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UNCTAD urges reforms on global debt architecture


Kampala, Uganda | THE INDEPENDENT | The UN Trade and Development organ-(UNCTD) has called for urgent reforms to the global debt architecture to avert a widespread debt crisis among developing countries.

In a report released this week, United Nations Conference on Trade and Development (UNCTAD) outlines a set of recommendations to realign the global debt architecture with developing countries’ needs.

The report comes amidst concerns about souring external sovereign debt or funds borrowed in foreign currency. According to the report, the external debt increased by 15.7% to $11.4 trillion by the end of 2022. It said the mounting debt levels are further complicated by the diversity of lenders and financial instruments.

Leaders from the G77 and China in a meeting held in Kampala among other issues raised concerns about the lending rates from the IMF and the World Bank. They called for reforms at the IMF and World Bank particularly about lending rates to countries like Uganda.

“Equally alarming is the surge in debt servicing costs. Low-income and lower-middle-income countries – also referred to as frontier markets – that borrowed when interest rates were low and investors keen are now spending around 23% and 13% of their export revenues, respectively, to repay their external debt,” the report said.

Anastasia Nesvetailova, head of UNCTAD’s macroeconomic and development policies branch said “To put this in perspective, after World War II, the share of export revenue going into debt servicing for Germany was capped at 5% to aid West Germany’s recovery,”

The rising debt costs are draining vital public resources needed for development. About 3.3 billion people – almost half of humanity – now live in countries that spend more money paying interest on their debts than on education or health.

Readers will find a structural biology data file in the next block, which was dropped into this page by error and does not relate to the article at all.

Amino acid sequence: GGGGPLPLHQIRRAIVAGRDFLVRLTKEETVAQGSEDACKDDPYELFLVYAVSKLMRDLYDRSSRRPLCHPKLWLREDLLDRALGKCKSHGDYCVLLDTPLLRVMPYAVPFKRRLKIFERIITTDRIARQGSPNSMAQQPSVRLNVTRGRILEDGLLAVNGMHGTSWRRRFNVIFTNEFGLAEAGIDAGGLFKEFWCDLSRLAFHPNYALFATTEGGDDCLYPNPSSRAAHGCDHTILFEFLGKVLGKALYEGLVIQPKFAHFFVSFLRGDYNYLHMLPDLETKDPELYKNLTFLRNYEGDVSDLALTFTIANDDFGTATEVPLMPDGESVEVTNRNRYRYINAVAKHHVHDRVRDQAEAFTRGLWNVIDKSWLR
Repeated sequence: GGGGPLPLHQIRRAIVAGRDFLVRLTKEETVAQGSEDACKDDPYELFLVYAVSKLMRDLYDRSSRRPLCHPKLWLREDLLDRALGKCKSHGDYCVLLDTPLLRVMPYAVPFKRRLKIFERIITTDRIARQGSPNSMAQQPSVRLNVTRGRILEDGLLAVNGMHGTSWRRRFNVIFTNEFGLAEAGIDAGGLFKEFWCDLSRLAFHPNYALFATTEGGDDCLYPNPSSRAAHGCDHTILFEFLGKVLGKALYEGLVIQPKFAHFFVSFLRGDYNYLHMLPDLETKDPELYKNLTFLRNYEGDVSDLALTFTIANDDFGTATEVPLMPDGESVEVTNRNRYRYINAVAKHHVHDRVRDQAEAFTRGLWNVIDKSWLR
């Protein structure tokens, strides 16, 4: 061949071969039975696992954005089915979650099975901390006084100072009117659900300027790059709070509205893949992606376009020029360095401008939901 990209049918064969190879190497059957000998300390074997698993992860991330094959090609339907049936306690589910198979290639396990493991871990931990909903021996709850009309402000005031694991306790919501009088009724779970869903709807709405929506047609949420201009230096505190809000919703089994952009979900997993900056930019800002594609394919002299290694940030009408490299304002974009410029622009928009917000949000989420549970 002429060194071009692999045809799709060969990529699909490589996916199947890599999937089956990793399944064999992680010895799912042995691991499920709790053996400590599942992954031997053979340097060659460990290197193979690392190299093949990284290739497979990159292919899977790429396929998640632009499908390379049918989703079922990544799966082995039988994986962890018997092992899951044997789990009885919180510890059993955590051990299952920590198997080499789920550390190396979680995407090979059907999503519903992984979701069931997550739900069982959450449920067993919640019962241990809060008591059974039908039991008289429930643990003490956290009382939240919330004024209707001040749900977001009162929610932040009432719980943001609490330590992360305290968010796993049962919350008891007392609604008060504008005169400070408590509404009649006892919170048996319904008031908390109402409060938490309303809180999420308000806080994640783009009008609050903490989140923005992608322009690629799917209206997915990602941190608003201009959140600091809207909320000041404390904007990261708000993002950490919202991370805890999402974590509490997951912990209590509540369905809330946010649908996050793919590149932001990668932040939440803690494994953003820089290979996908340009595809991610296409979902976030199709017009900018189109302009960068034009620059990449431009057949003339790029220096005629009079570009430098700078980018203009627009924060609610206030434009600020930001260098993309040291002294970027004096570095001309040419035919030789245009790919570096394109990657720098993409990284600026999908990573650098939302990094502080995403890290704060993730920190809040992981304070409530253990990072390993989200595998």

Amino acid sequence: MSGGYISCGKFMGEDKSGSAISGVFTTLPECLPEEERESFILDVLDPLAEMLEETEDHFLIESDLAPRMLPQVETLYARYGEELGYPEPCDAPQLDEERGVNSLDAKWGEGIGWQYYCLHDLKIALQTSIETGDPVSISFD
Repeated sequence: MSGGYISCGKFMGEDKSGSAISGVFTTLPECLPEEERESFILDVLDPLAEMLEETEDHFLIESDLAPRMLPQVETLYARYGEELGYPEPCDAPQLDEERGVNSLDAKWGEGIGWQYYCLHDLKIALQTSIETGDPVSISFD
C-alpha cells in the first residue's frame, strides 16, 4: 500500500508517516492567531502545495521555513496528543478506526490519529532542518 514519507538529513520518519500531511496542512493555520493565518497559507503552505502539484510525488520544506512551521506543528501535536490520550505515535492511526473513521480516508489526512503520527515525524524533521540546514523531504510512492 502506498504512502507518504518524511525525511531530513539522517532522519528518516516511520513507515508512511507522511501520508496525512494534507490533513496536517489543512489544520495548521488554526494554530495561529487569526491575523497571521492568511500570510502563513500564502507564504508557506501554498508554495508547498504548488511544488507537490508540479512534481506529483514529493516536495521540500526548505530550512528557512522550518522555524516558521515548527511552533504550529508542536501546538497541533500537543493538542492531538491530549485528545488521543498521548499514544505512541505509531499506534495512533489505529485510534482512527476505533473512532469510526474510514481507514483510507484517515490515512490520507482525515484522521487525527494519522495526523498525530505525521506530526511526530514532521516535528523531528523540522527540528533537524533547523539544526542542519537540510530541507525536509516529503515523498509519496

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The UN’s “A World of Debt Dashboard” provides data and in-depth insight on key public debt and development spending indicators for 188 countries.

“This situation is clearly unsustainable,” Ms. Nesvetailova says. “While a systemic debt crisis, in which a growing number of developing countries move from distress to default, looms on the horizon, a development crisis is already underway.”

The latest figures from the Bank of Uganda indicate that Uganda’s external debt has risen by 16% this fiscal year. The external debt service for this year is estimated at $990 million, compared with the previous fiscal year’s $857 million.

UCTAD is suggesting what it described as a development-centered approach to debt for countries to meet their obligations.

“A development-centred approach to debt is needed,” said Nesvetailova as she highlighted what she described as overlooked factors contributing to unsustainable sovereign debt, such as climate change.

Nesvetailova underscores that the mounting debt crisis stems not only from the wave of debt after the Global Financial Crisis of 2008, the cascading crises since the COVID-19 pandemic and the aggressive monetary tightening in developed countries.